Vice-President Research & Innovation Robert Haché’s series of topical commentaries on areas of critical interest to the York research community continues with a review of the Tri-Agency Framework: Responsible Conduct of Research (RCR).
The Social Sciences & Humanities Research Council of Canada, the Canadian Institutes of Health Research and the Natural Sciences & Engineering Research Council of Canada officially launched the new Tri-Agency Framework: Responsible Conduct of Research on Dec. 5.
The new framework builds on previous research integrity policies and procedures related to applying for and managing agency funds, performing research and disseminating results. It outlines the responsibilities of researchers regarding the ethical conduct of research.
Left: Robert Haché, vice-president research & innovation
“The intent of this new framework is to enhance research integrity,” said Haché. “It is important for the York University community to recognize this framework and their responsibilities with respect to their research activities.”
Researchers always have been responsible for the rigorous conduct of research, the maintenance of complete and accurate records (research, financial); thorough and accurate referencing; appropriate authorship and acknowledgement of all contributors and contributions to the research; and the proactive management of any real, potential or perceived conflict of interest. With the new framework, there is an increase in the implications and consequences to researchers for even an inadvertent failure to maintain this ethical contract.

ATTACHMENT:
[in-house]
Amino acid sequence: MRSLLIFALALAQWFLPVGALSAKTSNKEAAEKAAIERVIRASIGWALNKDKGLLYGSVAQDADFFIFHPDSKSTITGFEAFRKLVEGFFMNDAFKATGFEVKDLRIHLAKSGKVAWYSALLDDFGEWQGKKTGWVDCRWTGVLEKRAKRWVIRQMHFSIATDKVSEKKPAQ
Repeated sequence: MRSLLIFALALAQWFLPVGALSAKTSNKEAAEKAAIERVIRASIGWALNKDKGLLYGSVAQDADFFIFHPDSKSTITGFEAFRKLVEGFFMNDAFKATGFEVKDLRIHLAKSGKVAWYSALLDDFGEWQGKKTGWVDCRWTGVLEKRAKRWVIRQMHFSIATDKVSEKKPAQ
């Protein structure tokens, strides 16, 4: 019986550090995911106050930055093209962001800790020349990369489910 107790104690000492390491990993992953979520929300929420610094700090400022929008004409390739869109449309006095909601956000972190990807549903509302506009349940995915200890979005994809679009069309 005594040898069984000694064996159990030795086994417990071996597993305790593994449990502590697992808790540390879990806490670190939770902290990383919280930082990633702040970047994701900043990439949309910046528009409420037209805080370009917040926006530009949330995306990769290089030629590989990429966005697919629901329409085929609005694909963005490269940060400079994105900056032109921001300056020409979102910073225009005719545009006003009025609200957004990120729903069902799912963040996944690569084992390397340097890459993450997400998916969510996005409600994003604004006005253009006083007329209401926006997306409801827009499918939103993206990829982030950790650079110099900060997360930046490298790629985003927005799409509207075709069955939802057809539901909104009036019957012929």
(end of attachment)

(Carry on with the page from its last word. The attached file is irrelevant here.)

Researchers at York are already, by and large, a model of compliance for the ethical conduct of research. Thus, continued adherence to current practices together with an increase in individual vigilance will assure the continued success of researchers’ programs.
Framework highlights include:
- York will be required to report all findings of misconduct for fault in the conduct of research,
- However, with the new framework, allegations of a serious nature (harm to participants; significant financial breach, etc.) also must now be reported to Tri-Agency
- Misconduct is still defined as a breach of ANY Tri-agency policy.
- All applicants will be required to sign a Consent to Disclosure of Personal Information that will allow the agencies (subject to applicable laws, including the Privacy Act, and in cases of a serious breach of agency policy) to publicly disclose the names of researchers and their institutions that seriously breach the RCR guidelines and agency policy.
For more information about the new framework, contact Alison Collins-Mrakas, senior manager & policy advisor, research ethics, at email@example.com. For more information about the policy, click here.
Republished courtesy of YFile– York University’s daily e-bulletin.